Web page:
The left-winger's opponents are divided between conciliation and aggression. 

When Labour lost the general election in May, the party’s modernisers sensed an opportunity. Ed Miliband, one of the most left-wing members of the shadow cabinet, had been unambiguously rejected and the Tories had achieved their first majority in 23 years. More than any other section of the party, the Blairites could claim to have foreseen such an outcome. Surely the pendulum would swing their way?

Yet now, as Labour’s leadership contest reaches its denouement, those on the right are asking themselves how they misjudged the landscape so badly. Their chosen candidate, Liz Kendall, is expected to finish a poor fourth and the party is poised to elect Jeremy Corbyn, the most left-wing leader in its 115-year history. For a faction that never ceases to underline the importance of winning elections, it will be a humbling result.

Though the crash has been sudden, the Blairites have long been in decline. Gordon Brown won the leadership unchallenged and senior figures such as John Reid, James Purnell and Alan Milburn chose to depart from the stage rather than fight on. In 2010, David Miliband, the front-runner in the leadership election, lost to his brother after stubbornly refusing to distance himself from the Iraq war and alienating undecided MPs with his imperiousness.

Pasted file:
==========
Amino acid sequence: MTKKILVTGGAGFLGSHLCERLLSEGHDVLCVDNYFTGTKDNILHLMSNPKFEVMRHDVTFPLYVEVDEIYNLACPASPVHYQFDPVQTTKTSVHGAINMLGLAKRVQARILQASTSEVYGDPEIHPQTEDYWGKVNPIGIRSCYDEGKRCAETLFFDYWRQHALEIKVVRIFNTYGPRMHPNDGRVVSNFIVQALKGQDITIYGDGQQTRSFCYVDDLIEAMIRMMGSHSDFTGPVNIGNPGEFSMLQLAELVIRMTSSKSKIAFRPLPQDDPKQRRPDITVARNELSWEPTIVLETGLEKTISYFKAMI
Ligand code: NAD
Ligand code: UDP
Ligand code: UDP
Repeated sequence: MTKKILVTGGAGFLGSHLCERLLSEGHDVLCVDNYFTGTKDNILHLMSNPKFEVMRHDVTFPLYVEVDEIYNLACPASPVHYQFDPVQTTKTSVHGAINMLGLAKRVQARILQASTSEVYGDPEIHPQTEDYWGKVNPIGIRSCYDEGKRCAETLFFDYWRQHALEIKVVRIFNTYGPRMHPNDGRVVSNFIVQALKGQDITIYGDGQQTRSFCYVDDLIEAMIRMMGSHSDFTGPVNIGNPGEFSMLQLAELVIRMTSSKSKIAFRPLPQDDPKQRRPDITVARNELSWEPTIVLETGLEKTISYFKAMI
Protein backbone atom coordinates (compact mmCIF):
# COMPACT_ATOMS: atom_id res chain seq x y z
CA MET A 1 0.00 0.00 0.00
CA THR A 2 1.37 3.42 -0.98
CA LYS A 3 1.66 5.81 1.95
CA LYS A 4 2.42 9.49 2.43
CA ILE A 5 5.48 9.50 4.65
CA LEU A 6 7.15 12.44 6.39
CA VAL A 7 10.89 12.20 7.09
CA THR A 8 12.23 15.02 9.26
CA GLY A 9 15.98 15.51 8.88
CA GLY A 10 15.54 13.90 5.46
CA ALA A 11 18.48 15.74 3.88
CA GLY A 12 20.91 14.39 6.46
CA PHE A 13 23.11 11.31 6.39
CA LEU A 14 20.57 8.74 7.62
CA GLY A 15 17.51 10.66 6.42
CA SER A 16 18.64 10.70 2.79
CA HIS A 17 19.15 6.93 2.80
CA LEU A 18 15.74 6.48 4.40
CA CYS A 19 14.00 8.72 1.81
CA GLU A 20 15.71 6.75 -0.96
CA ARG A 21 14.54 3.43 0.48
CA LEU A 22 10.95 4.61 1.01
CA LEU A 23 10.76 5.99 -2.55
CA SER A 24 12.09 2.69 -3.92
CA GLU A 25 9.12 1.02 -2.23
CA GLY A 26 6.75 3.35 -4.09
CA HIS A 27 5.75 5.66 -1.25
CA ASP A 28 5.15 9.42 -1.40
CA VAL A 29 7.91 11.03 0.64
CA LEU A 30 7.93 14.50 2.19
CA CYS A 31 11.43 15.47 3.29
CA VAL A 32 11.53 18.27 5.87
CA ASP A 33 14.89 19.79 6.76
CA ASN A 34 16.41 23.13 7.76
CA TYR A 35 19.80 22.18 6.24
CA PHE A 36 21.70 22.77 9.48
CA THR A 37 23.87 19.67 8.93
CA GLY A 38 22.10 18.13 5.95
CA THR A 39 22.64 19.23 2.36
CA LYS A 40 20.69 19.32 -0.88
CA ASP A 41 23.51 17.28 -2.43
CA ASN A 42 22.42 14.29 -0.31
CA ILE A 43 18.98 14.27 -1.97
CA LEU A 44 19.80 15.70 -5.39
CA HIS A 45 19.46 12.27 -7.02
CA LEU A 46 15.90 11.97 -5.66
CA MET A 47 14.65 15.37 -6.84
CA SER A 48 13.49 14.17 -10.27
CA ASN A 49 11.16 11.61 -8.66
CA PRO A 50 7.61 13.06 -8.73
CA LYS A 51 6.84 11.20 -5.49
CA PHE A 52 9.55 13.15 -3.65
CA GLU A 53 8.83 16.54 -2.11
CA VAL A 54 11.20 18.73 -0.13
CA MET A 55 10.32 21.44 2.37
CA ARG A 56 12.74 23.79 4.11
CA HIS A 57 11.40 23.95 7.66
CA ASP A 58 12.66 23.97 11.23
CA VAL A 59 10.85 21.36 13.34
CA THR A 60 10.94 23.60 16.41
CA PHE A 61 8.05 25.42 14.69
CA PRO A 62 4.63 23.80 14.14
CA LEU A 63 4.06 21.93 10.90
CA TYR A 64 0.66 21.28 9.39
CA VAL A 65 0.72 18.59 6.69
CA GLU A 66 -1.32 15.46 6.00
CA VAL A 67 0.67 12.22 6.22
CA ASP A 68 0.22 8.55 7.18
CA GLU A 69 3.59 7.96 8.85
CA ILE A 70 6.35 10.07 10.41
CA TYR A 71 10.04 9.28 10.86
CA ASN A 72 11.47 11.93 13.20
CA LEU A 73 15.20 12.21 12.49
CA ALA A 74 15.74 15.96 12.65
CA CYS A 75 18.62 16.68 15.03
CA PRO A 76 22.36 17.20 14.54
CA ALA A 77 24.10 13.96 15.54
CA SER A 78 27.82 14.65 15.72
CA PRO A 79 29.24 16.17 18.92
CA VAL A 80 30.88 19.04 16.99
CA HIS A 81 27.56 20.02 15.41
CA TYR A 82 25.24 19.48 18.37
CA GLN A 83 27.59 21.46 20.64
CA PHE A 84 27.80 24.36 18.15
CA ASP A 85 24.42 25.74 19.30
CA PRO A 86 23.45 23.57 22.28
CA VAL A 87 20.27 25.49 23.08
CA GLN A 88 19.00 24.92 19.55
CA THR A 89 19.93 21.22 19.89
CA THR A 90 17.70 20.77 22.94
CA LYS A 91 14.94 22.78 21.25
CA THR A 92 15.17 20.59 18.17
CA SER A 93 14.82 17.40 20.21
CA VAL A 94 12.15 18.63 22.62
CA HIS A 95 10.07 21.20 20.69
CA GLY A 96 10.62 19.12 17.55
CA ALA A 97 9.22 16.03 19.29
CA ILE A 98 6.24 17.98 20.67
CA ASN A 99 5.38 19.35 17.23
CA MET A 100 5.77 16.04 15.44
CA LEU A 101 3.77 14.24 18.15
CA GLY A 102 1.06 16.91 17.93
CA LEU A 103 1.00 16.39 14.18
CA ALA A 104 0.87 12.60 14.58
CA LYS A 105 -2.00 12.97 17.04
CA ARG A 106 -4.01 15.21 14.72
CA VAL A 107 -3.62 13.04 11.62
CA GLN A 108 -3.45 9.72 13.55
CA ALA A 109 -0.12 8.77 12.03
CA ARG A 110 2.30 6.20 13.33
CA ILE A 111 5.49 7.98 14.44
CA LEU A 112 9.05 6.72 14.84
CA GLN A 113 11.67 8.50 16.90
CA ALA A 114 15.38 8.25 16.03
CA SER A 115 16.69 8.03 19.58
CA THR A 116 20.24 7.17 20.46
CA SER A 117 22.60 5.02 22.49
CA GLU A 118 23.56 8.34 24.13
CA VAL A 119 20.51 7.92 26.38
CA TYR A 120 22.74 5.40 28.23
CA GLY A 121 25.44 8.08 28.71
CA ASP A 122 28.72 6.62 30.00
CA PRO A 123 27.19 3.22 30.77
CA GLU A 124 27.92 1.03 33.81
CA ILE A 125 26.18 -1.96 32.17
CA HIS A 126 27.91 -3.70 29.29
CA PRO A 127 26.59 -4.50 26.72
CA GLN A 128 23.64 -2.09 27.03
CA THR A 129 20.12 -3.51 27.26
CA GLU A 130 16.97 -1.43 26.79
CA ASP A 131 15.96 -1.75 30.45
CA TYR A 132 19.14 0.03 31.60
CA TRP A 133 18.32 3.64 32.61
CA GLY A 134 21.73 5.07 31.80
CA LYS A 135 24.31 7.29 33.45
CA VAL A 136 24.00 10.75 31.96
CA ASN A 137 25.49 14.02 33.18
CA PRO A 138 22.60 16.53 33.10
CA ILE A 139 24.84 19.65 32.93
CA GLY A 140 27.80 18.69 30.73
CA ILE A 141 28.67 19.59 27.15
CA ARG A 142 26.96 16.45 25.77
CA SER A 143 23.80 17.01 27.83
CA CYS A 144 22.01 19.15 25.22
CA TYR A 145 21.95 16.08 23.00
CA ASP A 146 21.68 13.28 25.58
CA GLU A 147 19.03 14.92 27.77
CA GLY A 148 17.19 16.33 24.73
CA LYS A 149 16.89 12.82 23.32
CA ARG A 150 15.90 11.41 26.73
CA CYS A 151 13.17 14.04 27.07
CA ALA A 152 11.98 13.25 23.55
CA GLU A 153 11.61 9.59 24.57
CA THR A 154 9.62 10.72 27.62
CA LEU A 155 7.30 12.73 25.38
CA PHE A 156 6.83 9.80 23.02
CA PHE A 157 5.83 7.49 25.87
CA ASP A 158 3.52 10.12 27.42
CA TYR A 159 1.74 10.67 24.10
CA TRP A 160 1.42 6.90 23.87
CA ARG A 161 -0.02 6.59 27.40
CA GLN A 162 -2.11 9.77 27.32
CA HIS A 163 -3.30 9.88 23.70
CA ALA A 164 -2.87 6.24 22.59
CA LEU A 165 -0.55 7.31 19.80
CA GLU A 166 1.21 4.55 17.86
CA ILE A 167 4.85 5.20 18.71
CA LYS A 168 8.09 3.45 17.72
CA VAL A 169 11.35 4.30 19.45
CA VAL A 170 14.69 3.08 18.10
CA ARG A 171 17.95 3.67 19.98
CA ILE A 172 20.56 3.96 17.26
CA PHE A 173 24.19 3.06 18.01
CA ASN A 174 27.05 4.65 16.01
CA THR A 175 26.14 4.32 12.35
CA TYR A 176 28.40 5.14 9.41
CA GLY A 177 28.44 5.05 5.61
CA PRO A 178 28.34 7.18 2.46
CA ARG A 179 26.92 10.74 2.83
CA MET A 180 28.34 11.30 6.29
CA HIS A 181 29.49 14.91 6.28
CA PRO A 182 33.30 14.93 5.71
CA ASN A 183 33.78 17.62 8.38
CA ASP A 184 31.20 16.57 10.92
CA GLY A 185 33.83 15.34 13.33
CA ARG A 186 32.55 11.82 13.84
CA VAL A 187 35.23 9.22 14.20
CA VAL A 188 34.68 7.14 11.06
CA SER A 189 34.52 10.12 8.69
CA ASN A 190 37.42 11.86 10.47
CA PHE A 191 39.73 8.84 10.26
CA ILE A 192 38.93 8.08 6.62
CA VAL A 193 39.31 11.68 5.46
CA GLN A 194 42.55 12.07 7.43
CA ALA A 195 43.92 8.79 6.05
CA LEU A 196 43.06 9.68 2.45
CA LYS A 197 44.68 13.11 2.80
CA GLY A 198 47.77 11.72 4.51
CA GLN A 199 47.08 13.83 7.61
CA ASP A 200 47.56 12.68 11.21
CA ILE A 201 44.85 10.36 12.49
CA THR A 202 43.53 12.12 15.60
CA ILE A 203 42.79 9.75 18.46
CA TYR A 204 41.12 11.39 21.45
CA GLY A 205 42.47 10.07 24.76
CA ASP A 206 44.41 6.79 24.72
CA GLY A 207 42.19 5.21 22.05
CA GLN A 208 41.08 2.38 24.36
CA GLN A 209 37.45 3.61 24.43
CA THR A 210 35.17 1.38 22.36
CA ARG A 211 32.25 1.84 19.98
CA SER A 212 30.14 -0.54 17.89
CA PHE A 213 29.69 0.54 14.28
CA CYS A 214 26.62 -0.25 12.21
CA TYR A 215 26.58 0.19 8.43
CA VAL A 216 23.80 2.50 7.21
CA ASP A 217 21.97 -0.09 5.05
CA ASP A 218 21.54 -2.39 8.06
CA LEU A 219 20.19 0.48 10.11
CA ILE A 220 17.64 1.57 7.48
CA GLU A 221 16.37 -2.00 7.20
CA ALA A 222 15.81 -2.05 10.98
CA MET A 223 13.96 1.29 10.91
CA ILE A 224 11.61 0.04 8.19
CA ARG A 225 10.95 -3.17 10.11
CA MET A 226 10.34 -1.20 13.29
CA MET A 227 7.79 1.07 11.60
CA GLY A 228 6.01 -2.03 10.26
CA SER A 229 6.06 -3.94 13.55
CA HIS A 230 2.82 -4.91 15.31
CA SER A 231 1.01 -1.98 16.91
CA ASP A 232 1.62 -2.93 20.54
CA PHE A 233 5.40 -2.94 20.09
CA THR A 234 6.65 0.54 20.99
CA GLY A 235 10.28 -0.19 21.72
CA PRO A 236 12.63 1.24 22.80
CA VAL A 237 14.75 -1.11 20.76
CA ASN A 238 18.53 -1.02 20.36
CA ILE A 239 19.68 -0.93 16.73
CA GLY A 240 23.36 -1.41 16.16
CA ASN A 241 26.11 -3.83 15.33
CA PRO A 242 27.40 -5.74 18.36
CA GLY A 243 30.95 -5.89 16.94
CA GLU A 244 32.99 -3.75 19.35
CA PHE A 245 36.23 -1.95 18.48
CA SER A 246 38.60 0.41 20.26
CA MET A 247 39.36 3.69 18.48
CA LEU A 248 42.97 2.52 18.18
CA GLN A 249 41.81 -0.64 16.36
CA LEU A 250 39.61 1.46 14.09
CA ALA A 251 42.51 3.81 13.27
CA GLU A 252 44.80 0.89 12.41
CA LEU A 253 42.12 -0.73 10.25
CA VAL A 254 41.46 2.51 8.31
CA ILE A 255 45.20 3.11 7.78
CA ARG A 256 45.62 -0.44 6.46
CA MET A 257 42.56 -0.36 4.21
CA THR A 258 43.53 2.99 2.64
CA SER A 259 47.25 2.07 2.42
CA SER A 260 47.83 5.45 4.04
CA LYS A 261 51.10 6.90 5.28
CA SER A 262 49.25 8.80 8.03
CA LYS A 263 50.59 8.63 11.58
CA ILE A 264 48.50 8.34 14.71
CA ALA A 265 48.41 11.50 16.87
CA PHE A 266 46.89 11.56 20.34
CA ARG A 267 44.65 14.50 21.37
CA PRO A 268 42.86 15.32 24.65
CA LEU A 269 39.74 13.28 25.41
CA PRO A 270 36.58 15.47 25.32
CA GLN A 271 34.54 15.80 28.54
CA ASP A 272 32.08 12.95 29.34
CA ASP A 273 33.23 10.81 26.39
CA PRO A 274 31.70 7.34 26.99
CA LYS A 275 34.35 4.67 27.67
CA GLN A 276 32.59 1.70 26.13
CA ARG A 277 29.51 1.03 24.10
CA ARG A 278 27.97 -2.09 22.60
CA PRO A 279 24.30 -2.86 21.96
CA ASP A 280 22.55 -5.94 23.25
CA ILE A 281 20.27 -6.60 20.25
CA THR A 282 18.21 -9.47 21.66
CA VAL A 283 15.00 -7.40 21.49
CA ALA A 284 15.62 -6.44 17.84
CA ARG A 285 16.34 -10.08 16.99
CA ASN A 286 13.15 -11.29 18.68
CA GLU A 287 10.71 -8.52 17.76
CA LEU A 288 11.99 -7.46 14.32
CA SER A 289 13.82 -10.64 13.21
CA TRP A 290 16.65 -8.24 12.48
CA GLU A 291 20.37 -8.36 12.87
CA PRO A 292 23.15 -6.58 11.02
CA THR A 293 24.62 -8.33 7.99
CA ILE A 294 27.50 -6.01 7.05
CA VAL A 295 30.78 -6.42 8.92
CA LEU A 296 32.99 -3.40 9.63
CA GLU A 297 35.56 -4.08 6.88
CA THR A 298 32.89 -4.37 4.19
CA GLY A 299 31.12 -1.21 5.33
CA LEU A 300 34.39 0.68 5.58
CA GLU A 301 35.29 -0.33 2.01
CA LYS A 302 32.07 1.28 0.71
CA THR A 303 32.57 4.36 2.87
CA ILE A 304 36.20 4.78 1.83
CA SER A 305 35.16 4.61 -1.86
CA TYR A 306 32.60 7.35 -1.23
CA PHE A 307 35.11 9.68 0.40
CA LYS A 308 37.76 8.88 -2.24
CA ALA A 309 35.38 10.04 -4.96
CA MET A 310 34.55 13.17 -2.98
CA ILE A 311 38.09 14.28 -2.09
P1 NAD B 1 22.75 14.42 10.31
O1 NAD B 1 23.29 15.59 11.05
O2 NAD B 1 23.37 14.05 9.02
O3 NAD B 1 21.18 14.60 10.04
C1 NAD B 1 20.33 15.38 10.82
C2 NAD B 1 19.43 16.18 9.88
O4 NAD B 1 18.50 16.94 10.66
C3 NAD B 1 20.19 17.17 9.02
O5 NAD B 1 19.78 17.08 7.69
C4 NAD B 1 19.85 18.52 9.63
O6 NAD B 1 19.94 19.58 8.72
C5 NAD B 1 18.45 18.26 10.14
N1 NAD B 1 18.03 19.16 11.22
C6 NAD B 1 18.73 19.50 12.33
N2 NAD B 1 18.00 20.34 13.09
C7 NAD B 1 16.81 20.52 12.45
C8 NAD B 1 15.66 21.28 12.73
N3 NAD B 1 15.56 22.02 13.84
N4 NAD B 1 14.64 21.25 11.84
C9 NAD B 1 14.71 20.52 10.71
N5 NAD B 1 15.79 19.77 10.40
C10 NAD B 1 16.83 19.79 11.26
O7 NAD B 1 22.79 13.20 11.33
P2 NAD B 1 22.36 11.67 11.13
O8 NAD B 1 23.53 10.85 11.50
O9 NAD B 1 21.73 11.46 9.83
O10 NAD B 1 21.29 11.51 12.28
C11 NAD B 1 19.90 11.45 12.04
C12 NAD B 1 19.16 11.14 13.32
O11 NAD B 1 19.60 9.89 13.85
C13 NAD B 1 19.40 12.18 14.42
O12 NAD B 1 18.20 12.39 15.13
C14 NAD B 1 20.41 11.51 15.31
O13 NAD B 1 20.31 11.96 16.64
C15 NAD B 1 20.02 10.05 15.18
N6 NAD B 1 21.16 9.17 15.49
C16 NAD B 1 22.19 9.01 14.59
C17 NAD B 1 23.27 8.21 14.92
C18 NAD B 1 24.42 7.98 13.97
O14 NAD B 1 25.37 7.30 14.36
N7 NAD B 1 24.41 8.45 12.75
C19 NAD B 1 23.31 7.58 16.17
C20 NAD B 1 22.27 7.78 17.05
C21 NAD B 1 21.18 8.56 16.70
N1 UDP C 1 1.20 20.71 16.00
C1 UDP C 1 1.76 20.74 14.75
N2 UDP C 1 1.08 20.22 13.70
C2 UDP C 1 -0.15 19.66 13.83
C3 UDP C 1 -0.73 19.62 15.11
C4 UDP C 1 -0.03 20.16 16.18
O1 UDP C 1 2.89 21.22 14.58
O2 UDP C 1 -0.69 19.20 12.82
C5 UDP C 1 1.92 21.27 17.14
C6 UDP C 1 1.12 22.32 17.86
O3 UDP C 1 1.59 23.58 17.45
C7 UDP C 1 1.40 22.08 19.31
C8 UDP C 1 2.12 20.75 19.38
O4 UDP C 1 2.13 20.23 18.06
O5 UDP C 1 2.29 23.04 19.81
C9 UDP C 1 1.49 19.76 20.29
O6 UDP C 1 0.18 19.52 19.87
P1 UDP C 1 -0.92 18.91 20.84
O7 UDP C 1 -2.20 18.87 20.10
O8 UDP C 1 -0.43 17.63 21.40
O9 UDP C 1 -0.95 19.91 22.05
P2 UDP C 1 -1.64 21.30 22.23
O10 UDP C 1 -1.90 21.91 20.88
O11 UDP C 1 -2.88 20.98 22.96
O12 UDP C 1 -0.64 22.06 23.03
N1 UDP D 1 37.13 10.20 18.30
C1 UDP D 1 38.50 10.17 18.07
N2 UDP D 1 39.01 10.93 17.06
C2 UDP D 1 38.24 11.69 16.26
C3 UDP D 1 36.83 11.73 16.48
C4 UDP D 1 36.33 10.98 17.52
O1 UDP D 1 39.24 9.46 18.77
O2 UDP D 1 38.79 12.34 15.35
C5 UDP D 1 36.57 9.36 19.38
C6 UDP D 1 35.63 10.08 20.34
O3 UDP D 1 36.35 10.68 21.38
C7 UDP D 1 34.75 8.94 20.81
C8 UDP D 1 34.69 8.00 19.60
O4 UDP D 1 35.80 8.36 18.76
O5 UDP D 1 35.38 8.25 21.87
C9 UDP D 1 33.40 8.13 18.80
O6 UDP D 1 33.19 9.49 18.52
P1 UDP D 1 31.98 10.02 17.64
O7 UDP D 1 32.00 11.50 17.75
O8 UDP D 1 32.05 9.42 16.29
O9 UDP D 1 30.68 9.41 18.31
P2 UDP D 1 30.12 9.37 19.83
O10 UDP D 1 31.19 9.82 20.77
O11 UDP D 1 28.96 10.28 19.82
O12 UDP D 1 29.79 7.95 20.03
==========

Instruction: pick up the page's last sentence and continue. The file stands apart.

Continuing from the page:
When the younger Miliband lost, the modernisers moved fast – too fast. “They’re behaving like family members taking jewellery off a corpse,” a rival campaign source told me on 9 May. Many Labour supporters agreed. The rush of op-eds and media interviews antagonised a membership that wanted to grieve in peace. The modernising contenders – Chuka Umunna, Liz Kendall, Mary Creagh, Tristram Hunt – gave the impression that the Blairites wanted to drown out all other voices. “It was a huge mistake for so many players from that wing of the party to be put into the field,” a shadow cabinet minister told me. “In 1994, forces from the soft left to the modernising right united around Tony Blair. The lesson is never again can we have multiple candidates.”

While conducting their post-mortem, the Blairites are grappling with the question of how to handle Corbyn. For some, the answer is simple. “There shouldn’t be an accommodation with Corbyn,” John McTernan, Blair’s former director of political operations, told me. “Corbyn is a disaster and he should be allowed to be his own disaster.” But most now adopt a more conciliatory tone. John Woodcock, the chair of Progress, told me: “If he wins, he will be the democratically elected leader and I don’t think there will be any serious attempt to actually depose him or to make it impossible for him to lead.”